March 5, 2001
Domino's Pizza is showing Bad Andy the door.
The No. 2 pizza chain breaks an estimated $20 million campaign today without its incorrigible puppet character,
|Conclusion: Bad Andy was.
Patrick Doyle, interim executive vice president-marketing, announced the shift today during the company's semi-annual conference call to analysts to discuss the pizza marketer's 2000 results. The company reported flat domestic same-store sales and a 3.7% gain in international comparable sales. In this period, ending Dec. 31, 2000, the chain opened 418 stores for a total of 6,977 stores worldwide.
'Phones didn't ring'
"Bad Andy did not do what we had hoped he would do for us," Mr. Doyle said. Deutsch debuted the mischievous puppet last May to play up the chain's message that Domino's stood for quality. In the spots, Bad Andy would try to no avail to persuade co-workers to use shortcuts in prepping and delivering pizzas. But the campaign proved ineffective. "He did not make the phones ring," a spokesman said.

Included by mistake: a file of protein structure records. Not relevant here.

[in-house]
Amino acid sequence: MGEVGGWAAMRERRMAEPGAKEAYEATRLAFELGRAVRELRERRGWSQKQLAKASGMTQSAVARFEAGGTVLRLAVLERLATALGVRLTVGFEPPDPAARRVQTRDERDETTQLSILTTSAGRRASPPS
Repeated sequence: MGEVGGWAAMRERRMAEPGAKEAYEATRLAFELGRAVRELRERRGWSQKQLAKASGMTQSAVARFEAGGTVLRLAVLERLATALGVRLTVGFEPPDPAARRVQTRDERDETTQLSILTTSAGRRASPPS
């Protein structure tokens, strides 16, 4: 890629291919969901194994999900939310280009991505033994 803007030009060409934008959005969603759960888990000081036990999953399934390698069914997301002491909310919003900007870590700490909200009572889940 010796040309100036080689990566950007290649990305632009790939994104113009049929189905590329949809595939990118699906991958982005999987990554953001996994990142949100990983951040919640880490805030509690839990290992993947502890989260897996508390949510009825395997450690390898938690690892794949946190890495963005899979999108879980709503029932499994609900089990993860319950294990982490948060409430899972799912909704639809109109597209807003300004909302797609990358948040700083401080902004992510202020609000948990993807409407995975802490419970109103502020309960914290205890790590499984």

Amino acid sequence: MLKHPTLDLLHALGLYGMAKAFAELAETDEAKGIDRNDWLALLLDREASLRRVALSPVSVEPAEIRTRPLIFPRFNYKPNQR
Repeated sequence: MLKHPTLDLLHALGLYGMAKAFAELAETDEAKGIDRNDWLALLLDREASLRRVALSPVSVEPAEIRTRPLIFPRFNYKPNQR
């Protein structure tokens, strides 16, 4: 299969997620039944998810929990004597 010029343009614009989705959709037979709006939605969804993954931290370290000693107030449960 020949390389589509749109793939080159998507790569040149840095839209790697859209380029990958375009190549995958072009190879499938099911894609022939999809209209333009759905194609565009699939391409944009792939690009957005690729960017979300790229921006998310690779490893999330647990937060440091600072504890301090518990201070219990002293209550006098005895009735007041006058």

To deliver sales, the company is now making "delivery" its core message. "We believe where this brand has to live is on delivery," Mr. Doyle said. "We need to take ownership around that." Between 80% and 85% of Domino's $2.6 billion in systemwide sales is from delivery, he added.
About half of the $25 billion pizza category is owned by so-called "mom and pop" or family-owned operations.
Family continues to be the target market for the pizza maker, which puts most of its $125 million annual media budget in family-oriented and prime-time slots between 5 p.m. and 8 p.m., or what Mr. Doyle called "decision points." Seven spots will comprise the first eight-week flight, with each execution set in different family meal situations, from watching TV to kids raiding the refrigerator. To add a hip edge to the family feel, the spots' score is the Pulp Fiction theme, Dick Dale's "Miserlou."
The shift comes as the chain is working to fill the top marketer post vacated by Cheryl Bachelder, who in December joined Tricon Global Restaurant's KFC Corp as president and chief concept officer. Mr. Doyle, who leads Domino's international divison, is still reviewing candidates for the post.
Wendy Davis contributed to this report.
Copyright March 2001, Crain Communications Inc.